It was small, what he came to see: just a humble metal marker in the dusty grass that read "1978."
That's the year Lance Georgeson's father died, alone and unbeknownst to the family he had left long ago. And so his estranged son stood Wednesday morning -- in the acre-sized patch where Los Angeles County buries its unclaimed dead in common graves -- to finally say goodbye.
Georgeson had traveled to the Boyle Heights cemetery from his home in Seattle, after years of genealogic detective work tracking down his dad; his parents divorced when he was a boy. The trip was about closure, said the college development officer who professes a strong Lutheran faith.
"There's a lot of stuff mixed up in there," Georgeson said of his emotions, after praying and crying over his father's grave with a chaplain. "There's shame, embarrassment, longing, all that. It's pretty heavy."
Georgeson, 52, paid his respects shortly after the county's annual service for residents whose cremated remains were never claimed. This year, 1,687 people were interred in a single 7-foot-deep plot. Over eight decades, an estimated 300,000 have been placed nearby.
Chaplain Phil Manly, who works at Los Angeles County-USC Medical Center, has been conducting these annual rites and blessing the remains of the indigent or those with families too poor to pay for a funeral, for more than 30 years.
"Every human being is special ... it's important that we bury them with some sense of dignity," said Manly, whose father, also a hospital chaplain, performed the same type of memorial services for the county.
Manly estimates that less than 20% of the thousands of remains are claimed from county custody. Officials wait at least two years before burying anyone, in case families are searching for them or scraping together money for a memorial.
Some honor their deceased relatives after the common burial. About 15 small stone plaques with individual names and birth and death dates are scattered around the lawn, some lined with artificial roses.
One marker commemorates "beloved father" Fernando Estrada, another brother Tadashi Nakata, and a clump of weathered pinwheels stand sentry over Jeffery Warren Lansdown, who died in 1966 at 5 years old.
In a small building at the burial site, adjacent to Evergreen Cemetery, lines of metal shelves reach 10 feet to the ceiling, packed with brown plastic bins, each the size of a cigar box. The containers are labeled with the name of the person whose ashes are inside and the date of cremation.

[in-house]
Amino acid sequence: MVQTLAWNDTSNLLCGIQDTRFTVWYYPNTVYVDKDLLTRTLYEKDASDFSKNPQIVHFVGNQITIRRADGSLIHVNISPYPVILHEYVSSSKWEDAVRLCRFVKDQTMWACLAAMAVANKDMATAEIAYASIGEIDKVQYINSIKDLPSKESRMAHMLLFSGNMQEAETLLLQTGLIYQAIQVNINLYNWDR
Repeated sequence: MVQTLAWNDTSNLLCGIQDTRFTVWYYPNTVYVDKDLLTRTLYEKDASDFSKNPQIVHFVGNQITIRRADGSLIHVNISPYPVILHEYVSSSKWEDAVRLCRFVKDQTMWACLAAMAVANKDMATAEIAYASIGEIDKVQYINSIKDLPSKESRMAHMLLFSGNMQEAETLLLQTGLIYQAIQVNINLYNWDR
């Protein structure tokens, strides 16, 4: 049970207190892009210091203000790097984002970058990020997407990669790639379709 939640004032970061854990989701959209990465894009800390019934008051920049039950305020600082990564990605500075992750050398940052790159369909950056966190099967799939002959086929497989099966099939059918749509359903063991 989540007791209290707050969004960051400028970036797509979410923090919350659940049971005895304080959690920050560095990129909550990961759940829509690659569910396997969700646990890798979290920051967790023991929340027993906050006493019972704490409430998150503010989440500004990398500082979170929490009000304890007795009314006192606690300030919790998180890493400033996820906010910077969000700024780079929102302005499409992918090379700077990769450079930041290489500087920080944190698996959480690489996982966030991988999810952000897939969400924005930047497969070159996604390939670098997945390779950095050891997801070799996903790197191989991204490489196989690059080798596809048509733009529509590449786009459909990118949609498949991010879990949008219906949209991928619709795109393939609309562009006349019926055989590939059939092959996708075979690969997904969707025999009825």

Nearby, two gray filing cabinets hold hundreds of tiny envelopes, which contain the remains of infants. It took cemetery employees more than five hours to empty the ashes of this year's 1,687 individuals into their shared resting place.
The little-publicized service doesn't usually draw many observers.
At Wednesday's service, fewer than 20 people gathered by the mound of earth capped by a marker labeled "2002." There is a delay between the time people are cremated and buried, as the county waits for relatives to come forward. Aides to County Supervisor Don Knabe attended, along with reporters, and Knabe sent a wreath of white chrysanthemums and yellow daisies.
As Manly scattered mum petals on the dirt, he blessed the "unclaimed and seemingly forgotten" people laid to rest. "We continue to lend dignity to lives otherwise alone," Manly said, then recited the 23rd Psalm.
"This is part of my Christmas," Manly said after the service, explaining why he supplements his regular job ministering to hospital patients and staff and comforting the bereaved with this duty. "It makes my whole season to make sure these people were given an honorable commitment service."
Albert Gaskin, the cemetery caretaker, has helped look after thousands of the county's deceased residents for more than 38 years. He keeps fastidious records in two large books of all the individuals in his care, and aids families trying to claim a loved one as their own.
"This is our job," Gaskin said. "We try to do it the best we can. I don't think I could sleep at night if I didn't" honor these individuals with respect.
Hardly any members of the public attend the anonymous interments, and relatives are even rarer. But Georgeson waited all year for the service -- e-mailing Manly for eight months to pin down the date -- flew down and stayed overnight simply to be there.
Georgeson headed to the cemetery Wednesday morning, but stuck in traffic and wending through construction sites, he arrived just as Manly concluded the brief memorial service for those buried this year. After the small group of county staffers had dispersed, Manly and Georgeson repaired to a shady corner of the cemetery to honor William D. Georgeson, 28 years after his death. That year, 1,048 people were buried with him.
"Faith is very important to me," said Georgeson, who grew up in Santa Monica. "What is closure in faith? It's sending someone off, even if it's late, in God's good grace."